Summary of Davis v. United States
Citation: 564 U.S. _____, 131 S. Ct. 2419 (2011)
Relevant Facts: Petitioner Willie Davis was arrested following a routine traffic stop in which he provided a false name to police. In conducting a search incident to that arrest, police uncovered a revolver that belonged to Davis. Davis was charged with possession of a weapon by a felon. At trial, Davis moved to suppress the revolver. While counsel agreed that the search was valid under existing precedent in the Circuit, he nonetheless argued the issue and preserved it for appeal. Davis’ motion was denied and he was subsequently convicted. On appeal, Davis raised the Fourth Amendment issue. During the pendency of his appeal, the Supreme Court announced new rules governing the search of a vehicle incident to arrest (Arizona v. Gant, 556 U.S. 332 (2009), holding that search of a vehicle incident to arrest requires either continuing threats to officer safety or the need to preserve evidence). Applying the new rule to Davis, the Eleventh Circuit held that officers had violated his Fourth Amendment rights. However, that court declined to suppress the revolver and held that the exclusionary rule did not apply. Davis appealed.
Issue: Whether searches conducted in good faith reliance on binding precedent at the time the search is conducted are subject to the exclusionary rule when the search is later deemed unconstitutional?
Holding: No, while defendants are entitled to retroactive effect of Supreme Court holdings while their cases are pending, they are not entitled to any particular remedy. Rather, application of the exclusionary rule turns on whether excluding evidence obtained would deter future violations thus justifying the high social costs of excluding valuable, relevant evidence.
Reasoning: Justice Alito delivered the opinion of the Court. He began with an explanation of the exclusionary rule, pointing out that the sole purpose was to deter future Fourth Amendment violations. In order for application of the exclusionary rule to be appropriate, the deterrent value must outweigh the heavy costs of excluding relevant evidence. Police conduct that is intentional, reckless, or grossly negligent with regard to the Fourth Amendment will generally trigger application of the exclusionary rule; conversely, isolated negligence on the part of police is generally insufficient to justify the heavy costs of suppression under the exclusionary rule. In this case, Davis conceded that the search in question was in good faith reliance on binding precedent at the time of the search. The majority concluded that this was fatal to his claim. Refusing the opportunity to limit the good-faith exception in this case, the majority explained that Davis conflated retroactive application with available remedies. While retroactive application of the Fourth Amendment standard is appropriate, the determination to apply the exclusionary rule involves a separate inquiry. Not all Fourth Amendment violations will trigger the exclusionary rule, indeed, it is only appropriate in those cases where application will further the purpose of the rule. Here, refusal to apply the exclusionary rule does not destroy the retroactive effect of Gant. Finally, the Court dismissed concerns that the rule announced would inhibit future challenges to Fourth Amendment violations. Justice Alito explained that defendants are still free to challenge existing rules, distinguish previous cases, and arguing for application of the exclusionary rule in individual cases.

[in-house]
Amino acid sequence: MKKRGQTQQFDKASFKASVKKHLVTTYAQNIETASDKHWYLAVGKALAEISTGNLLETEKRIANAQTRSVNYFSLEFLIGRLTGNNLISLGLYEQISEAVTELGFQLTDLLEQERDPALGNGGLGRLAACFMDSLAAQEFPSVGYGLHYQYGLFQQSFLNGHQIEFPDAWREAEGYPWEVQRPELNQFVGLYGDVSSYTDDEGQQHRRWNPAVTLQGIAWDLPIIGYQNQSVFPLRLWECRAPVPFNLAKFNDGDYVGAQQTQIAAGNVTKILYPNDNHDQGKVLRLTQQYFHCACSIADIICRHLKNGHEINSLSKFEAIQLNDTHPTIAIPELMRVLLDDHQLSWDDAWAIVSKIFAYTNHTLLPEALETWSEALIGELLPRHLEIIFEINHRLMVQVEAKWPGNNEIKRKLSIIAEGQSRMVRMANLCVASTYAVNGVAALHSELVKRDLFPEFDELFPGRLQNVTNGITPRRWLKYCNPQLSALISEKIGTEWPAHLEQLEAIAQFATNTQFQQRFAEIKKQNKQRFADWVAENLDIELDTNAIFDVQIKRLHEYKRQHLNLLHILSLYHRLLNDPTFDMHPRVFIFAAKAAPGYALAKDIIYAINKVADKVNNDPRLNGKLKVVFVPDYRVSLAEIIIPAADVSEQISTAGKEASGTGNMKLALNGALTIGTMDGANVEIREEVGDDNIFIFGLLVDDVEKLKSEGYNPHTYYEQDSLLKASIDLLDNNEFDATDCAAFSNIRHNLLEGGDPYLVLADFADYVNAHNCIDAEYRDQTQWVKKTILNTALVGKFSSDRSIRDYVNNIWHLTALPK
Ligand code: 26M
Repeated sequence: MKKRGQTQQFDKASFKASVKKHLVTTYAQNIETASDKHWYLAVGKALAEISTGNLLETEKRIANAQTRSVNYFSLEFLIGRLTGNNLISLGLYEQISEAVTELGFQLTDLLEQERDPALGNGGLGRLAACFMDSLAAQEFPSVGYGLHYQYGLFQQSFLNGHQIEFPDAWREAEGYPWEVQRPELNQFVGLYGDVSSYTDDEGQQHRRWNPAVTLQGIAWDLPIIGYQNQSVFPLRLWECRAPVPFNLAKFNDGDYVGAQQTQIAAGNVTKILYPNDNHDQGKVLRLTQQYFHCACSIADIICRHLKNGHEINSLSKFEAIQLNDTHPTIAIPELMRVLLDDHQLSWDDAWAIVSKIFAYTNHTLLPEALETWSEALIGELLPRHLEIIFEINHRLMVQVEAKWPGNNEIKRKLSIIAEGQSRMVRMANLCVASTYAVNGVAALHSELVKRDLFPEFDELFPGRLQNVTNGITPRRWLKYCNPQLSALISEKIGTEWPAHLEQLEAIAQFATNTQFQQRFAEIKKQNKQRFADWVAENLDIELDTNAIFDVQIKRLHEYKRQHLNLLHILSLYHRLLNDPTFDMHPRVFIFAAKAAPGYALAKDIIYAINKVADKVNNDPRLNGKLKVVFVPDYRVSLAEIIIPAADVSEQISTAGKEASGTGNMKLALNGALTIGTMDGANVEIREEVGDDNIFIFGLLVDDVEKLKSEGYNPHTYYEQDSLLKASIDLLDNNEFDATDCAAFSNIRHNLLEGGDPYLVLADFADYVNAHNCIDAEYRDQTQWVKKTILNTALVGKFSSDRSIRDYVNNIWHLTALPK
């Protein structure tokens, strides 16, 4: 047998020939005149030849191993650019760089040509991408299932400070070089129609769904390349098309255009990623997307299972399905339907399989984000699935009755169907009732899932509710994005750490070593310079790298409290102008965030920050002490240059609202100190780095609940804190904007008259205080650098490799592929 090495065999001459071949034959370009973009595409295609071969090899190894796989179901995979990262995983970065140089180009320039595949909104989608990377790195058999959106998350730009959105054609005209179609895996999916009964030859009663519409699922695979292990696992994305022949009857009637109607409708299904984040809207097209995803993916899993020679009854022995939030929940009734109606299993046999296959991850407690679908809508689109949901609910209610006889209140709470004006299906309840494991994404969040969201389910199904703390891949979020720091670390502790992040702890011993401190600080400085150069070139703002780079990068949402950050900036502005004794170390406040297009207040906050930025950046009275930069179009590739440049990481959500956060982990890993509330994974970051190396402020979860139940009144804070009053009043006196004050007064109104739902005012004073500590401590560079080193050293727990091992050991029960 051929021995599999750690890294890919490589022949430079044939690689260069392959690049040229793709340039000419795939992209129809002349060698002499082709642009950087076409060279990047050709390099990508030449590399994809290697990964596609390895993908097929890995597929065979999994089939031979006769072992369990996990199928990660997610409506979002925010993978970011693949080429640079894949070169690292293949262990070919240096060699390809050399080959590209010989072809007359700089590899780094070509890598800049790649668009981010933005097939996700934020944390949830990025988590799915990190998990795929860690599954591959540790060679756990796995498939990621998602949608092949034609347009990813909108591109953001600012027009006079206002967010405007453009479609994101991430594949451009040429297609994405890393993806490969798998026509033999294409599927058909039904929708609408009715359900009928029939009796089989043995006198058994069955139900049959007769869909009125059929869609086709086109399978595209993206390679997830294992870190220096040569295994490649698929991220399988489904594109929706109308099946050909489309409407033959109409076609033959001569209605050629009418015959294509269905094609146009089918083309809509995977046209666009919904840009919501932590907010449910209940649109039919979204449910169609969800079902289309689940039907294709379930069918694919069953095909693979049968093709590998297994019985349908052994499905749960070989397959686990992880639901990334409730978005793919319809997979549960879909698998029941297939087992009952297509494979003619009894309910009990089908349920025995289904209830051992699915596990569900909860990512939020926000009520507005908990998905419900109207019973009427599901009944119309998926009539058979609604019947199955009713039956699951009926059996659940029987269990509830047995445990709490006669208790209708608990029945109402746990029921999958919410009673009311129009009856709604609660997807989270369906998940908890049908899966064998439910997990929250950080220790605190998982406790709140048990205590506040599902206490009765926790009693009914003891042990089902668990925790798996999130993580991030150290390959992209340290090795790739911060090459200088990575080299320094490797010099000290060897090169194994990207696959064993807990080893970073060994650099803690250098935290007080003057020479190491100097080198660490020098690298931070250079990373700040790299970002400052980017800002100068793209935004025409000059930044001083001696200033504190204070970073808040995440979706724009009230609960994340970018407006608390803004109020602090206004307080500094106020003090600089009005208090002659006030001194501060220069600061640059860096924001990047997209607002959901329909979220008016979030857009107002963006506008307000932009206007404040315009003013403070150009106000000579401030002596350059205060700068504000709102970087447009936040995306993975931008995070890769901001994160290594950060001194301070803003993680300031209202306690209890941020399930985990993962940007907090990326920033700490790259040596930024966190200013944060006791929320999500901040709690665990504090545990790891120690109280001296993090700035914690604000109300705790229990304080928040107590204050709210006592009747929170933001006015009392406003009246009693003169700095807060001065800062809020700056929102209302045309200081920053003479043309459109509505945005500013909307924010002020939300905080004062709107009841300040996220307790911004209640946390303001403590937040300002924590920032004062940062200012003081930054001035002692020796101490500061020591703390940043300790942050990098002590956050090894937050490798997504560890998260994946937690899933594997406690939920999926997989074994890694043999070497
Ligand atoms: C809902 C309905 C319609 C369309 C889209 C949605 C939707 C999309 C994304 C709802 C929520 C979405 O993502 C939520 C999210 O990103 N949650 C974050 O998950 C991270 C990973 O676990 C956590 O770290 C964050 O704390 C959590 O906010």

Concurrence: Justice Sotomayor concurred, writing separately to point out that application of the exclusionary rule turns on whether it would result in appreciable deterrence under the facts of a particular case. In her opinion, officer culpability is not dispositive; rather the inquiry remains focus on deterrent value. Finally, she addressed the dissenters concerns regarding police conduct in the face of unsettled precedent (as opposed to binding precedent later overturned), concluding that the Court did not reach the issue nor does the holding hear apply to unsettled precedent.
Dissent: Justice Breyer dissented, joined by Justice Ginsburg, pointing out that the majority would leave Davis with a right (and violation) but no available remedy. As Justice Breyer explained, the very purpose of retroactive application under the Court’s precedent was the availability of a remedy for all violations- even those that may not have been violations as the time the offending conduct was undertaken. Next, the dissenters pointed out that defendants would now be treated differently in cases where the Court changed a rule in their case, but not in cases that were pending at the time of the rule change. Next, Justice Breyer opined that the question of applying the exclusionary rule under the standard announced by the majority turned on officer culpability. He concluded that this was in error as it would weaken the exclusionary rule and ultimately the Fourth Amendment.
Conclusion: The majority concluded that while retroactive application of new standards for searches is appropriate, such retroactive effect does not suggest that exclusion of evidence is the only available remedy. Rather, under existing precedent proper application of the exclusionary rule turns on whether such application will deter future Fourth Amendment violations. Here the Court concluded that application would have no deterrent effect as officers acted in good faith compliance with binding precedent at the time of the search.